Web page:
In another aspect the invention provides a container including a sipper cap as described above wherein the sipper cap includes an induction seal at the point of interaction between the concentric extension and the nozzle and optionally another induction seal at the point of contact between the s container and the sipper cap.
  • [0024]
    Preferably the nozzle for use in the sipper cap described above includes at least two windows for passage of fluid through the sipper cap, the passage of fluid through the window being preventable by the interaction of the concentric extension from the housing and the nozzle.
  • [0025]
    In a further embodiment the invention provides a sipper cap for attachment to a container, the sipper cap including a nozzle and a housing, wherein the nozzle is reciprocally movable within the housing from a first to a second open position, and from the second open position to a closed position, and wherein the nozzle is restricted in movement from the first open position to the second open position, and to and from the closed position, and wherein when the nozzle is in the closed position a seal is created by an interaction between a concentric extension from the housing, and the external surface of the nozzle preventing passage of liquid through the sipper cap.
  • [0026]
    Preferably the container does not have a seal independent of the sipper cap and the container is purchased with the sipper cap having the nozzle in the closed position.
  • [0027]
    Preferably the container does have a seal independent of the sipper cap and the container is purchased with the sipper cap having the nozzle in the first open position.
  • [0028]
    Preferably the concentric extension includes an angled surface that interacts directly with sealing face on the nozzle.
  • [0029]
    Preferably the angled surface is at an angle of between about 30 and about 70 from the central longitudinal axis of the housing.
  • [0030]
    Preferably the angled surface is an angle of between about 45 and about 60.
  • [0031]
    Preferably the angled surface is at an angle of about 55 to the central longitudinal axis of the sipper cap.
  • [0032]
    In another aspect, the invention provides a housing for a sipper cap nozzle, the housing including a concentric extension with an angled end surface, the extension adapted to interact with the nozzle at the angled end surface to provide a releasable seal preventing passage of liquid through the nozzle and sipper cap.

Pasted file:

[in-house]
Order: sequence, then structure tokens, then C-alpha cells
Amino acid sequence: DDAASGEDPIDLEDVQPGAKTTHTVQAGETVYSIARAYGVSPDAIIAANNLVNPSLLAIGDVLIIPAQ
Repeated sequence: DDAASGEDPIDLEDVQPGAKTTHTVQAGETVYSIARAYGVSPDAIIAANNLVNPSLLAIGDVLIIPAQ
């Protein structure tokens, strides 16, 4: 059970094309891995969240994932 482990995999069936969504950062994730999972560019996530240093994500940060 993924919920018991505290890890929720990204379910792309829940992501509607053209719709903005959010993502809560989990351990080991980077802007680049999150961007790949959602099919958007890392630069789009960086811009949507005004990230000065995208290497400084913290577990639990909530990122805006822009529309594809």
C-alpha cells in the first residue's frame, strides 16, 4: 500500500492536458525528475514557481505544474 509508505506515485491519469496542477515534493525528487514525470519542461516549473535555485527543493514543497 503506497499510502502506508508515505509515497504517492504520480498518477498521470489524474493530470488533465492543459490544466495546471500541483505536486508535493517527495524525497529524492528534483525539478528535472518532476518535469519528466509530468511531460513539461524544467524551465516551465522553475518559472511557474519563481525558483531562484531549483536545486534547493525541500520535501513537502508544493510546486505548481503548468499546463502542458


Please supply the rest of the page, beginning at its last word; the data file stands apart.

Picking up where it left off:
• [0033]
    Preferably the concentric extension includes an angled surface that interacts directly with sealing face on the nozzle.
  • [0034]
    Preferably the angled surface is at an angle of between about 30 and about 70 from the central longitudinal axis of the housing.
  • [0035]
    Preferably the angled surface is an angle of between about 45 and about 60.
  • [0036]
    Preferably the angled surface is at an angle of about 55 to the central longitudinal axis of the sipper cap.
  • [0037]
    In another aspect, the invention provides a sipper cap for attachment to a container, the sipper cap including a housing and a nozzle, the nozzle being reciprocally movable within the housing from an open position allowing passage of liquid to a closed position preventing passage of liquid from the container, wherein the nozzle includes a retention part adapted to prevent removal of the nozzle from the housing.
  • [0038]
    Preferably the retention part is at the end of the nozzle which, when the sipper cap is attached to the container, is adapted to be positioned adjacent the container.
  • [0039]
    Preferably the nozzle includes a nozzle housing adapted to allow passage of liquid therethrough, the nozzle housing having an open end and a partially closed end, wherein the nozzle also includes an arm extending from the partially closed end of the nozzle housing through the open end of the nozzle housing, the arm Including at least one wing extending from the end of the arm distal the partially closed end of the nozzle and being capable of preventing removal of the nozzle from the sipper cap. In another aspect, the invention provides a nozzle for a sipper cap, the nozzle including a housing adapted to allow passage of liquid therethrough, the housing having an open end and a partially closed end, wherein the nozzle also includes an arm extending from the partially closed end through the housing and the open end of the nozzle, the arm including at least one wing extending from the end of the arm distal the partially closed end of the nozzle and being capable of preventing removal of the nozzle from the sipper cap.
  • [0040]
    Preferably the wing extends at an angle of between about 70 and about 110, more preferably about 90, from the central longitudinal axis of the arm.
  • [0041]